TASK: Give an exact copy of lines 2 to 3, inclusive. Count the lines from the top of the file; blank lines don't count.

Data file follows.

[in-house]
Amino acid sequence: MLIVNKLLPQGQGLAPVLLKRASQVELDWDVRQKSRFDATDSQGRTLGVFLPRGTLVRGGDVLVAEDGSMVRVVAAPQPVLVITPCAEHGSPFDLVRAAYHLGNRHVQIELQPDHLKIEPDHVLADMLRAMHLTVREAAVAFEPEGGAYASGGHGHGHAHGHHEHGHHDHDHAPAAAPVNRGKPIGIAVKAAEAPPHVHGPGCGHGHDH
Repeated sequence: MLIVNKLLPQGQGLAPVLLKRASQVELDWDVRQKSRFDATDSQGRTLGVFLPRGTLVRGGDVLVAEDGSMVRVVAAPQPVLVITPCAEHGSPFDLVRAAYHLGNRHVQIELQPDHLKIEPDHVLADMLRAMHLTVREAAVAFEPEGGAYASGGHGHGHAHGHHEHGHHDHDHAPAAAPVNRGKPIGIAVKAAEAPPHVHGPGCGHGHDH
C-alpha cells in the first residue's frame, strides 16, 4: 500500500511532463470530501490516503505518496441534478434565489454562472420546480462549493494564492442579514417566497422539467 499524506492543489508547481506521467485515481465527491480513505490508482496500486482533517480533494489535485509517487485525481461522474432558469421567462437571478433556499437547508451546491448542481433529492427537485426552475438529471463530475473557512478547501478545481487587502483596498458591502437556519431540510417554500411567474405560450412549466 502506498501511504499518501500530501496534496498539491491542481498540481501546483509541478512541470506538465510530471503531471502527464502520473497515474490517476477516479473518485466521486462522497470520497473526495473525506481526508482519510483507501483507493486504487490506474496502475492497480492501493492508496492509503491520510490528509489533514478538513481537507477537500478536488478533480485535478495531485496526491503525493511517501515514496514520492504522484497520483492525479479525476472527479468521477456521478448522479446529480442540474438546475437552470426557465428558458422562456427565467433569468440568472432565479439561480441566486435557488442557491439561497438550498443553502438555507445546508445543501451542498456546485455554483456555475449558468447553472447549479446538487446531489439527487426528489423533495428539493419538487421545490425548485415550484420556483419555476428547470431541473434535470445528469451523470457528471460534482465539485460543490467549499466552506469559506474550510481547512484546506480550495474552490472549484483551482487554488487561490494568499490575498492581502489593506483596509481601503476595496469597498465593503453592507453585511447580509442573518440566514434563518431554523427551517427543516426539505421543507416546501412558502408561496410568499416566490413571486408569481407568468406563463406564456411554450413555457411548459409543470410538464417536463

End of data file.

Amino acid sequence: MLIVNKLLPQGQGLAPVLLKRASQVELDWDVRQKSRFDATDSQGRTLGVFLPRGTLVRGGDVLVAEDGSMVRVVAAPQPVLVITPCAEHGSPFDLVRAAYHLGNRHVQIELQPDHLKIEPDHVLADMLRAMHLTVREAAVAFEPEGGAYASGGHGHGHAHGHHEHGHHDHDHAPAAAPVNRGKPIGIAVKAAEAPPHVHGPGCGHGHDH
Repeated sequence: MLIVNKLLPQGQGLAPVLLKRASQVELDWDVRQKSRFDATDSQGRTLGVFLPRGTLVRGGDVLVAEDGSMVRVVAAPQPVLVITPCAEHGSPFDLVRAAYHLGNRHVQIELQPDHLKIEPDHVLADMLRAMHLTVREAAVAFEPEGGAYASGGHGHGHAHGHHEHGHHDHDHAPAAAPVNRGKPIGIAVKAAEAPPHVHGPGCGHGHDH